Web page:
Five Iowa schools will receive rooftop solar panels this summer to help teach students about the technology | File Photo
Learning about the sun’s power is just as important as harnessing it.
New solar panels to be installed on the rooftops of five Iowa middle schools will give students hands-on experience with the technology and help offset some energy costs.
“We really want this be an educational component to the schools’ science curriculum,” says Rich Dana, an energy specialist for the National Center for Appropriate Technology (NCAT).
Students will discover the power and inner workings of solar panels starting this fall, thanks to NCAT and federal dollars. NCAT’s Sun4Schools program will supply 2.1-kilowatt solar panel arrays for Decorah, Grinnell, New Hampton and Spencer middle schools, and Scattergood Friends School in West Branch. The schools are spread throughout the state.
The photovoltaic solar arrays will act as an educational tool for students and the community. Web-based software to monitor the energy output and savings will be integrated with the array.
“The Sun4Schools program is particularly attractive because the schools had to show a commitment to renewable energy education and broad-based community support,” says Steve Fugate, education director at the Iowa Renewable Energy Association (I-Renew).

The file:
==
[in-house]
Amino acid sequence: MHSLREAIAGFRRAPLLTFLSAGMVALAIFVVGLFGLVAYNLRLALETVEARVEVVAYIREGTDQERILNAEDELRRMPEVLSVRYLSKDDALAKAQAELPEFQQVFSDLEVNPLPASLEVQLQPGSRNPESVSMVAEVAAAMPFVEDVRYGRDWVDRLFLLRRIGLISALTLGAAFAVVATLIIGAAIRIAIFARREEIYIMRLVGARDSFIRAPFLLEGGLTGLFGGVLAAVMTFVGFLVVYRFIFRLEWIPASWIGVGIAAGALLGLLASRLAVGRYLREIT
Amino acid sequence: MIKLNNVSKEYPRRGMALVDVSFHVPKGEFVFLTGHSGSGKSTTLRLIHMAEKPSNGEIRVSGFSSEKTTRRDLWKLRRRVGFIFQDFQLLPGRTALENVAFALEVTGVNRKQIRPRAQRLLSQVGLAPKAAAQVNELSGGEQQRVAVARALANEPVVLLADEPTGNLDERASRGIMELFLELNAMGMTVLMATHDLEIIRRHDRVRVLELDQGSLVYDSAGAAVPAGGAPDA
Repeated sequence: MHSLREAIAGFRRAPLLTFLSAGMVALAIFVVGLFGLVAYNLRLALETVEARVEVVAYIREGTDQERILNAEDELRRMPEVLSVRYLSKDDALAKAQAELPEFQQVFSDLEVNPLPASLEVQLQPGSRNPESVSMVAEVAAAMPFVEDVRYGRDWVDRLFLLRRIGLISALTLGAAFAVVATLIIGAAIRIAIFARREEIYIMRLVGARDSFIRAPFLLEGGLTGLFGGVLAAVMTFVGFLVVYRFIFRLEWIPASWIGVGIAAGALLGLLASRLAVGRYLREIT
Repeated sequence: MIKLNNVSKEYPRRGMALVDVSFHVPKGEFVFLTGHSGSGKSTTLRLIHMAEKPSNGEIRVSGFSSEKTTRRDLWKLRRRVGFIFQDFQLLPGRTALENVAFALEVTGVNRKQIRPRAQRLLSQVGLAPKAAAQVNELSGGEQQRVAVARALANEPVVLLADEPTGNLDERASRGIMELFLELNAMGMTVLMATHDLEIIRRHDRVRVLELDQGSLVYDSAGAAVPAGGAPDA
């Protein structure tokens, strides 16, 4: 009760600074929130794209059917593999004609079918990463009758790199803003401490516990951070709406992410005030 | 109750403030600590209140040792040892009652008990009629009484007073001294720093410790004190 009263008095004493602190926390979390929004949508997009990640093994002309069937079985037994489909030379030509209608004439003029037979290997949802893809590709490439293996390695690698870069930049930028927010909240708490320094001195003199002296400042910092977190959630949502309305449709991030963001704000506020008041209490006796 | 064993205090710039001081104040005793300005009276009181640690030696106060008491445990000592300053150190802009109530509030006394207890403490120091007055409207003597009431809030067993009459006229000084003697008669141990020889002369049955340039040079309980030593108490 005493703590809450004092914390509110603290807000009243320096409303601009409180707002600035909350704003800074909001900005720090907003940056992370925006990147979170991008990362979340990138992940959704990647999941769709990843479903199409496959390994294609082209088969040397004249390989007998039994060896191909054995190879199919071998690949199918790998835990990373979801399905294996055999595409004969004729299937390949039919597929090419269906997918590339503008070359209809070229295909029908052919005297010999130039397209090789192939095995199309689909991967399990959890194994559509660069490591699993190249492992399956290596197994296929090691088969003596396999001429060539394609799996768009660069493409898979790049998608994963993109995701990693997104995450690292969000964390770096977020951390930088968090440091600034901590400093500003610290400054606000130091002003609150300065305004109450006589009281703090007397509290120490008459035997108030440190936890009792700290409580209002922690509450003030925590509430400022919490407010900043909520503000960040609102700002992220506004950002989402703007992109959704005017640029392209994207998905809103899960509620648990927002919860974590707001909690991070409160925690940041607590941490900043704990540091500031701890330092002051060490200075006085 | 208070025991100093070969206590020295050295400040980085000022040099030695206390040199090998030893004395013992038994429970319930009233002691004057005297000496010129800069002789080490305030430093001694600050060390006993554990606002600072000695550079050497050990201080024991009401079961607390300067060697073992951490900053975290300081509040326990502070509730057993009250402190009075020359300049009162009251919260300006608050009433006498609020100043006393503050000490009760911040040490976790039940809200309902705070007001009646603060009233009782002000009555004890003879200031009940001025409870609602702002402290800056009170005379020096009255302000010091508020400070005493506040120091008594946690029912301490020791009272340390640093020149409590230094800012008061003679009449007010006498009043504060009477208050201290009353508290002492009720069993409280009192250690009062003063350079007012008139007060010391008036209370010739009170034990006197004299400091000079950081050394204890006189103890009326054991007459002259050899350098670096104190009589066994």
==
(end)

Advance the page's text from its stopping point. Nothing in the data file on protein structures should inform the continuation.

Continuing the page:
The projects are being funded in part by the Recovery Act, with the schools, utility companies and other investors chipping in to cover the remaining cost of the $36,000 systems.
Each school is expected to save about $275 a year on energy bills.
Starting in July, local electricians will begin installing the equipment. “It’s the beginning of market creation in these areas,” says Rich.
The Sun4Schools program started in Montana in 2000, when 27 schools received similar solar panels. They produce about 3,000 kilowatt hours a year, which is about 25 percent of a home’s energy use.
“The elementary school that my children go to has a PV system on an active tracker and every day that it is not tracking properly, they rush home to tell me,” says I-Renew’s Steve. “When a 6-year-old not only notices those little details, but also speaks up and works to correct the problem, our world becomes a better place.”